Navigating Netflix: Mallrats

There are certain movies that popped up at a time in my life when I was forming an idea of who I was going to be. Surprisingly, that was in my first couple of years of university. Who would have seen that coming? Empire Records. Dazed and Confused. Desperado. These were all films I watched in my early post-secondary days that definitely had an impact on me. And there were others.

Like Mallrats.

This was the second movie from director Kevin Smith, a man now more famous for being a comic book geek and touring speaker than a filmmaker. Not that there’s anything wrong with that.

Mallrats is a romantic comedy of sorts that follows T.S. Quint and Brodie Bruce as they deal with their recently ended relationships. The plot takes place primarily at the mall and can basically be described in Abed terms as a “bottle episode.” There’s actually not a lot more substantial than that to the plot.

Mallrats did not receive the critical acclaim that Clerks did and was a box office flop. But once it hit home video, it achieved cult classic status, becoming a favourite among comic book aficionados. But why?

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The first reason is Stan Lee. If you don’t know who Stan Lee is then you haven’t been paying attention to movies and TV in the past decade. He’s the old guy that has a cameo in virtually every Marvel movies but he’s also one of the creators that built the company and the characters in it alongside greats like Steve Ditko and Jack Kirby. There’s some that choose to argue his contributions but now’s not the time for that. Mallrats is the first movie I remember seeing Stan “The Man” Lee in and that moment would have an impact on anyone into comics. This is comic book a legend in a Hollywood movie. How often did that happen in that era?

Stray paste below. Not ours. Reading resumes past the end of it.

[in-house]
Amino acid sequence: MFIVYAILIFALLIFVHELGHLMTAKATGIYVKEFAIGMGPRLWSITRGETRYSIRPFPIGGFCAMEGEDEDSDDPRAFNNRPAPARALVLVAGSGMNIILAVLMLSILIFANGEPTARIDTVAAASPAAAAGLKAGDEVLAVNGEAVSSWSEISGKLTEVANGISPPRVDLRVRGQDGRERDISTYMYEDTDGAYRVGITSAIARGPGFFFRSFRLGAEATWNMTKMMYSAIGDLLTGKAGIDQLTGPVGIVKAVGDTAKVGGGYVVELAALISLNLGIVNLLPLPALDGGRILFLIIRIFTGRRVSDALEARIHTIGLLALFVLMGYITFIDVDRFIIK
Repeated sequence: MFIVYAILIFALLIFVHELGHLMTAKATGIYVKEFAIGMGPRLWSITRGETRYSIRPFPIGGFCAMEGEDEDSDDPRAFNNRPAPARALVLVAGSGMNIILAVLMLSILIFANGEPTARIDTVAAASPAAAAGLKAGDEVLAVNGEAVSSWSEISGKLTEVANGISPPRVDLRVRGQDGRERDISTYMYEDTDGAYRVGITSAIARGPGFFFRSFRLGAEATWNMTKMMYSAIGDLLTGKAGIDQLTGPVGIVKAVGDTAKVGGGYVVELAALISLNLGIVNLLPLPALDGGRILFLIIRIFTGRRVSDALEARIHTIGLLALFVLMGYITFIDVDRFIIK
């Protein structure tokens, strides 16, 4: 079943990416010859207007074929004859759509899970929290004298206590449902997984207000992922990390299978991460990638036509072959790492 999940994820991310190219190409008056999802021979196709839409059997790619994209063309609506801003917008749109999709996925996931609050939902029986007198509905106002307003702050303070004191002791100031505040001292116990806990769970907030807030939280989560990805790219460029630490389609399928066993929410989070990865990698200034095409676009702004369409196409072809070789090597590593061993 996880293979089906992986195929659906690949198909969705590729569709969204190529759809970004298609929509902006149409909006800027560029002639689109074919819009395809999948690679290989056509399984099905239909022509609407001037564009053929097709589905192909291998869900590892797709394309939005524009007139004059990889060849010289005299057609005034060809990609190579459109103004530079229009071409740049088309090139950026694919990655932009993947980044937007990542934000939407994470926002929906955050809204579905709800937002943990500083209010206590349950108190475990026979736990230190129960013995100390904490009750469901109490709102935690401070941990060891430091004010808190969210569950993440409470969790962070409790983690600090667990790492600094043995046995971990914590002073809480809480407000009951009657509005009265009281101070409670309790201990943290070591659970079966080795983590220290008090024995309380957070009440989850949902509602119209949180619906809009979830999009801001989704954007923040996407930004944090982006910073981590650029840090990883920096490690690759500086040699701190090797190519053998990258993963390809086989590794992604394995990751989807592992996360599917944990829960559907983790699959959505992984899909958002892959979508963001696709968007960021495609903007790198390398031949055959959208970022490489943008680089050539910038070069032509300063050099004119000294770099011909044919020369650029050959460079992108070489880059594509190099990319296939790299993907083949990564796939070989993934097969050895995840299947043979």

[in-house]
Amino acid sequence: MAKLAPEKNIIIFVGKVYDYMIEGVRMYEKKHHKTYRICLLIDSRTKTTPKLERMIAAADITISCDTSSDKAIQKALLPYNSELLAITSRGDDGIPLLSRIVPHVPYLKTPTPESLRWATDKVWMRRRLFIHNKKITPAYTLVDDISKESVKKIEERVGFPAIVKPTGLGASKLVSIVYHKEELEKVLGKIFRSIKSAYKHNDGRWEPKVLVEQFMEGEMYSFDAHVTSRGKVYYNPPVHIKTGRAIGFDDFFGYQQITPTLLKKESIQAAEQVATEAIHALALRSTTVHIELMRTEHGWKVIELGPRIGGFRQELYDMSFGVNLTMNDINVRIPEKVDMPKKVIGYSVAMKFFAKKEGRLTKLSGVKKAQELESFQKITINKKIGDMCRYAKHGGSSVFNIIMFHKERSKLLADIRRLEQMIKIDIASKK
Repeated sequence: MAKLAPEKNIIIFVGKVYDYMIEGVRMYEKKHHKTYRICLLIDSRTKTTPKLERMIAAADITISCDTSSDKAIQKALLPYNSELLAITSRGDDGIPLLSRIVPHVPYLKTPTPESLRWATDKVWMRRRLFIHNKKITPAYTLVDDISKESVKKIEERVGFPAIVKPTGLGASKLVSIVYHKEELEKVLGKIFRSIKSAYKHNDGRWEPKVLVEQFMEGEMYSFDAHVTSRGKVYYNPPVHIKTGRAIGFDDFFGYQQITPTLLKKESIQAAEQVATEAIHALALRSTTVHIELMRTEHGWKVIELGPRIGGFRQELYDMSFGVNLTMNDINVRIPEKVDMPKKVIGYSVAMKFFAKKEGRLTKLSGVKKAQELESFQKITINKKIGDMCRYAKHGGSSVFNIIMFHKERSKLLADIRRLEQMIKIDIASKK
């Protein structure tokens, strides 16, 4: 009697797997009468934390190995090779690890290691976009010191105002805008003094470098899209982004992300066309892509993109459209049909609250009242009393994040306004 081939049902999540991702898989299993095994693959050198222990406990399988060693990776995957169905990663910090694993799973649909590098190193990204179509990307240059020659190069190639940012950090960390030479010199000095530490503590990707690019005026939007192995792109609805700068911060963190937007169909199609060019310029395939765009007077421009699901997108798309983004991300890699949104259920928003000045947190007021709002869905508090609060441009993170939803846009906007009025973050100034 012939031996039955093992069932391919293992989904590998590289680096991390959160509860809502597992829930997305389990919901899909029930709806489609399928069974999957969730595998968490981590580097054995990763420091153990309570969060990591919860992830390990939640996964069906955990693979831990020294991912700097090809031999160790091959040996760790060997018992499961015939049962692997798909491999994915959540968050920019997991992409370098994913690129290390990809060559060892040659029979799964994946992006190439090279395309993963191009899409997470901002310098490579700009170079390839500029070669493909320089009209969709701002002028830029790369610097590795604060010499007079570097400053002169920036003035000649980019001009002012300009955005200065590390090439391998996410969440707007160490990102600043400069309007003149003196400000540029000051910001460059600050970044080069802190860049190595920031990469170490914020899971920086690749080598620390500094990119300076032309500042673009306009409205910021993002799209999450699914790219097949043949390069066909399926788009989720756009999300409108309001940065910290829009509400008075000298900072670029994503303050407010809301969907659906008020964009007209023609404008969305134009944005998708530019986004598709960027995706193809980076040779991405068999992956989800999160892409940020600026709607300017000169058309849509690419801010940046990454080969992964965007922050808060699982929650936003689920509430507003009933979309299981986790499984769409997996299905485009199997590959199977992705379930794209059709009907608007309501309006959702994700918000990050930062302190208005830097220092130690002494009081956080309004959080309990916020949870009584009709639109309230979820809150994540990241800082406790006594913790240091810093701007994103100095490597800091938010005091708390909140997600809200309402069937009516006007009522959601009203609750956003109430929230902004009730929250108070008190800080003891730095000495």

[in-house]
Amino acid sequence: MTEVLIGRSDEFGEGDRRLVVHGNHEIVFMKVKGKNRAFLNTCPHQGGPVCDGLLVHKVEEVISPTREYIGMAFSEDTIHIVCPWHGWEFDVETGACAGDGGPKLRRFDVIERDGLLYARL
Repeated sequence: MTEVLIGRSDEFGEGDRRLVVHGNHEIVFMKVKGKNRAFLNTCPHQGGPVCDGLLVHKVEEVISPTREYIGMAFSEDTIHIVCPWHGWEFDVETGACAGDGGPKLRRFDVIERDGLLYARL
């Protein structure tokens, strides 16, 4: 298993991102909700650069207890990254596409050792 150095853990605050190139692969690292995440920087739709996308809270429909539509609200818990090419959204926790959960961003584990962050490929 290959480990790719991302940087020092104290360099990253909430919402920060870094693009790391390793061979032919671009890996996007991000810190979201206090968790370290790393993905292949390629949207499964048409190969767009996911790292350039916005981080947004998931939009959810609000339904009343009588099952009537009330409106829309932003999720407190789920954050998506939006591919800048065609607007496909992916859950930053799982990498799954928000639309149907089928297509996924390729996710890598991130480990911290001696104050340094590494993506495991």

The second reason comic book types follow Mallrats is because of Brodie Bruce. Played by Jason Lee, Brodie is a highly opinionated, loud mouthed, video game playing, comic book fanboy, whether he wants to admit it or not. Believe me when I say it’s easy to relate to a character like that when you grew up reading comics in a small town and had just moved to a larger city for the first time.

One of the main reasons this movie was such a commercial/critical failure and a cult classic is that you have to be a comic book geek to get a lot of what’s going on in it. There’s scene in the movie where Brodie crosses paths with Stan Lee in the mall. Stan gives him advice about his relationship problems but not until he answers a series of inane comic book character questions. Anybody who reads comic books has dreamt of having serious one-on-one time with Stan Lee. Even his haters want to sit down with him and would be giddy at the opportunity.

It’s also a pretty mundane romantic comedy, contributing to its box office failings. If you take away Brodie, Stan and a couple of other oddballs, then you’re left with the same romantic comedy you’ve seen before. It’s decently executed but there’s nothing innovative about the story.

Ultimately, you’re watching for Brodie and the absurdities he spits out. Not that there’s anything wrong with that. Overall, Mallrats is still funny and holds up to the days when I first watched it back-to-back-to-back with Dazed and Confused and Empire Records.

Ian Goodwillie is a columnist for the Spectator Tribune. Follow him on Twitter at @ThePrairieGeek and on Tumblr at